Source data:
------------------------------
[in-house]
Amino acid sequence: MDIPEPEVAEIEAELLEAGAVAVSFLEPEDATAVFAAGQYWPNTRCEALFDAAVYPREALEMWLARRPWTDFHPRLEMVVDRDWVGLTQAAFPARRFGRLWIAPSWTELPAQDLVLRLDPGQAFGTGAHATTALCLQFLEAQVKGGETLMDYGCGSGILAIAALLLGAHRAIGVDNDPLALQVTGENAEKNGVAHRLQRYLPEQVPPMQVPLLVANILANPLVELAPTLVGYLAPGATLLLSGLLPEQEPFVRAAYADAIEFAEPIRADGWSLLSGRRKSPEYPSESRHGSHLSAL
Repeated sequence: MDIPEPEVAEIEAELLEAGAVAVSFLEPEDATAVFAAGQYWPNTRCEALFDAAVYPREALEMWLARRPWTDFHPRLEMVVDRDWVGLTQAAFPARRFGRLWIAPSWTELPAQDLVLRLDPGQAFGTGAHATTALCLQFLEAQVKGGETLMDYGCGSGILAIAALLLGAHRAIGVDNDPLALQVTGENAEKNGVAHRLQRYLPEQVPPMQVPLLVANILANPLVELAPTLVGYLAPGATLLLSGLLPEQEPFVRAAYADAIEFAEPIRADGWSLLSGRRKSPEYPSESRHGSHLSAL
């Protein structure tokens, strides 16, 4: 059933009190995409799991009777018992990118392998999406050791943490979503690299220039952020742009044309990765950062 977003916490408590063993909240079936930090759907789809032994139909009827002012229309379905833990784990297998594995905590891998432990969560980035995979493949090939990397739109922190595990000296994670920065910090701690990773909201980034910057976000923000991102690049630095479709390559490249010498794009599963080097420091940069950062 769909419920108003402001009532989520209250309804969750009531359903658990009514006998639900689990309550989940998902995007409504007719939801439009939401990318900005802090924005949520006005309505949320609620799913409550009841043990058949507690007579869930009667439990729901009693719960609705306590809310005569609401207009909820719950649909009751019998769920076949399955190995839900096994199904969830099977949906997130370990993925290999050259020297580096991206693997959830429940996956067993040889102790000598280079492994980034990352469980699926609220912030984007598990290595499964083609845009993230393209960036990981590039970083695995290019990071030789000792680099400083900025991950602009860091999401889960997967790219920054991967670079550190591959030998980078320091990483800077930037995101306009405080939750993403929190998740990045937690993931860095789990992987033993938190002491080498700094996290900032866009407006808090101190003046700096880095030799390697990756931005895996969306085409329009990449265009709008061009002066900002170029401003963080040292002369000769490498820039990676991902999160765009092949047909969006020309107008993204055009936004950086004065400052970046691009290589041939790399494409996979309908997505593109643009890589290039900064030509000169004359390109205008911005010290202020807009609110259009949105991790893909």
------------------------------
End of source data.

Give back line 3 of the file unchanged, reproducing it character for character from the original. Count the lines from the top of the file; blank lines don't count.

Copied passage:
Repeated sequence: MDIPEPEVAEIEAELLEAGAVAVSFLEPEDATAVFAAGQYWPNTRCEALFDAAVYPREALEMWLARRPWTDFHPRLEMVVDRDWVGLTQAAFPARRFGRLWIAPSWTELPAQDLVLRLDPGQAFGTGAHATTALCLQFLEAQVKGGETLMDYGCGSGILAIAALLLGAHRAIGVDNDPLALQVTGENAEKNGVAHRLQRYLPEQVPPMQVPLLVANILANPLVELAPTLVGYLAPGATLLLSGLLPEQEPFVRAAYADAIEFAEPIRADGWSLLSGRRKSPEYPSESRHGSHLSAL